The aftermath, desert ghosts

I served my thirty minutes on jury duty today, the defendant deciding at the last moment that he wanted a trial by judge. I left city hall as pleased as if I had escaped an encounter with a poisonous snake, so much did I dread the judge’s and lawyers’ questioning. The judge himself came to the jurors’ room to dismiss us. I watched him looking around as he spoke, and imagined him trying to decide which one of us was the son-of-a-bitch who sent him that provocative letter.

Peggy and I took a three day weekend to camp in the Oregon desert this week. I never saw a desert until I was grown, but I thought I knew all about them from cowboy movies, their chief features being perpetual heat and drought. On this trip, we were snowed upon as we crossed Santiam Pass into the "rain shadow" of the Cascades; were hailed upon the next day as we scrambled up Gray Butte; and were sleeted upon the third day on Grizzly Mountain. I wore my long johns the whole time and slept in my clothes beneath three blankets. I don’t mean to complain, the trip having been a good one—as are all our trips. If the precipitation was a nuisance, it also served to intensify the fragrance of sage and juniper, surely two of nature’s most sublime scents.

We stopped at a small cemetery near where a town used to stand. Oh, but I love those little ghost town cemeteries. What touching reminders they are of mortality with their marble tombstones commemorating the importance of “my darling,” or “the light of our lives” to people who are themselves buried and forgotten. They lie there together beneath the scrub, among barren mountains that they would have looked upon everyday of their lives just as I now look upon them. The brevity of it all! the anonymity! How little we matter; no, we matter even less than that before a sightless universe. Such a wonder is it all, to come, to go, and there be no reason for either, not the least point in us having happened.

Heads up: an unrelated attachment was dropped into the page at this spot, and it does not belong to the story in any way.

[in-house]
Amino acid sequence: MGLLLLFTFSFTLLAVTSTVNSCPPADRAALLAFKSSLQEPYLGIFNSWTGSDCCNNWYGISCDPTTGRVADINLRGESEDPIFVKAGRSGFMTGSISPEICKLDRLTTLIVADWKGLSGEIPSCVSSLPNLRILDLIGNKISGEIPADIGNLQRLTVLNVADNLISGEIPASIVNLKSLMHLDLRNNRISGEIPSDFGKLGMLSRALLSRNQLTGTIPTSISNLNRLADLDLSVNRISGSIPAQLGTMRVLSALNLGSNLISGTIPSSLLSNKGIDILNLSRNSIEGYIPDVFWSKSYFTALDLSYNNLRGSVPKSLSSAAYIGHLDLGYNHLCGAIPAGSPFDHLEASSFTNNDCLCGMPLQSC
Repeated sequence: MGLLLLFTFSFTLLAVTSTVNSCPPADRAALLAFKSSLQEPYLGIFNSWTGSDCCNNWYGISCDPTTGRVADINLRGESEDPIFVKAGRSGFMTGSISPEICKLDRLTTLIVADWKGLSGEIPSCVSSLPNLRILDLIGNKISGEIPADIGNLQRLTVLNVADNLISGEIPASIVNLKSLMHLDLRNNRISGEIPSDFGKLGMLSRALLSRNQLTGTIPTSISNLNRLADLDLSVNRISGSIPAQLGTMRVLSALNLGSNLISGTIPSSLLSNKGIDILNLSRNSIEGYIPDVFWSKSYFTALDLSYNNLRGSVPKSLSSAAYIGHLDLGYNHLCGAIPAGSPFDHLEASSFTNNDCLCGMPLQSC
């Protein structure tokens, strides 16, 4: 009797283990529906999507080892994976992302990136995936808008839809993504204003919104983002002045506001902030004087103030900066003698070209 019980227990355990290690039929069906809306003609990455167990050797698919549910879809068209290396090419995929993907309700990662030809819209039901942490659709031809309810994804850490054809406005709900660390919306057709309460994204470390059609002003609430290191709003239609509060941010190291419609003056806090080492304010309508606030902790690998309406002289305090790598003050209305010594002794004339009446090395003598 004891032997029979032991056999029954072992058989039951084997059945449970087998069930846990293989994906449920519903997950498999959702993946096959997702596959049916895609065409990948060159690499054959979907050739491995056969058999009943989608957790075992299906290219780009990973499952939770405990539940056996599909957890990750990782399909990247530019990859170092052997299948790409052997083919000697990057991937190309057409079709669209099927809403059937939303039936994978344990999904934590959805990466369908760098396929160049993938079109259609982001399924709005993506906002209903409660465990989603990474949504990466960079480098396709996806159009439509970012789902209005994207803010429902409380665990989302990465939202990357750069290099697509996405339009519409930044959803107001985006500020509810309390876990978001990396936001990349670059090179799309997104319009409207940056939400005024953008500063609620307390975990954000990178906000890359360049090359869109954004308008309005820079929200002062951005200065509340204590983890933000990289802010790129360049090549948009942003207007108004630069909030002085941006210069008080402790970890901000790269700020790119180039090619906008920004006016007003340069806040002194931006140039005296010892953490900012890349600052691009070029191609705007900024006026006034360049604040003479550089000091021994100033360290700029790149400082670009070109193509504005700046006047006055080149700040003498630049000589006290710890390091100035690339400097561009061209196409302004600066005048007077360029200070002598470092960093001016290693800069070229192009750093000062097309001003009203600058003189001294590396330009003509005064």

I am surviving shingles better than I could have hoped. My sickest day was Monday of last week when I was too ill to walk more than a few feet, yet I was able to climb a mountain on Monday of this week. My left eye aches and feels scratchy, and the top of my head itches, but I consider my ordeal to be but a hint of what I might have suffered. I see an ophthalmologist tomorrow to be sure my eye remains infection free, but I will be astounded if he finds anything.

The nature of shingles

Shingles information from the FDA:.

People who have had chickenpox (varicella zoster) in their youth can develop shingles (herpes zoster) in later years. During an acute attack of the chickenpox virus, most of the viral organisms are destroyed, but some travel up nerve fibers along the spine, and lodge in nerve cells where they may lie dormant for years. A decrease in the body’s resistance can cause the virus to reawaken decades later. It then travels back down the nerve fibers to the skin’s surface.

Symptoms include fever, chills, headache, upset stomach, and a rash of small fluid-filled blisters on reddened skin. The pain can be intense and is often described as “unrelenting.” The rare and most dangerous form infects the eyes, nose, and face.

Occasionally, the rash will appear as a single spot or cluster of spots on the tip of the nose, called Hutchinson’s sign. This means that the ophthalmic nerve is probably involved and the eye may become affected, possibly causing temporary or permanent blindness.

Most people are surprised by how ill they feel with shingles. This seems out of proportion with the extent of the skin involved. Depression is often a feature of shingles, as in many other viruses. You may need up to three weeks off work.

Many experience a complication called post-herpetic neuralgia (PHN). This term refers to pain that is present in the affected area for months, or even years, afterward. PHN is difficult to treat. Described by sufferers as agonizing, excruciating, and burning, the pain can result in an inability to perform daily tasks of living, and lead to loss of independence and, ultimately, depression and isolation.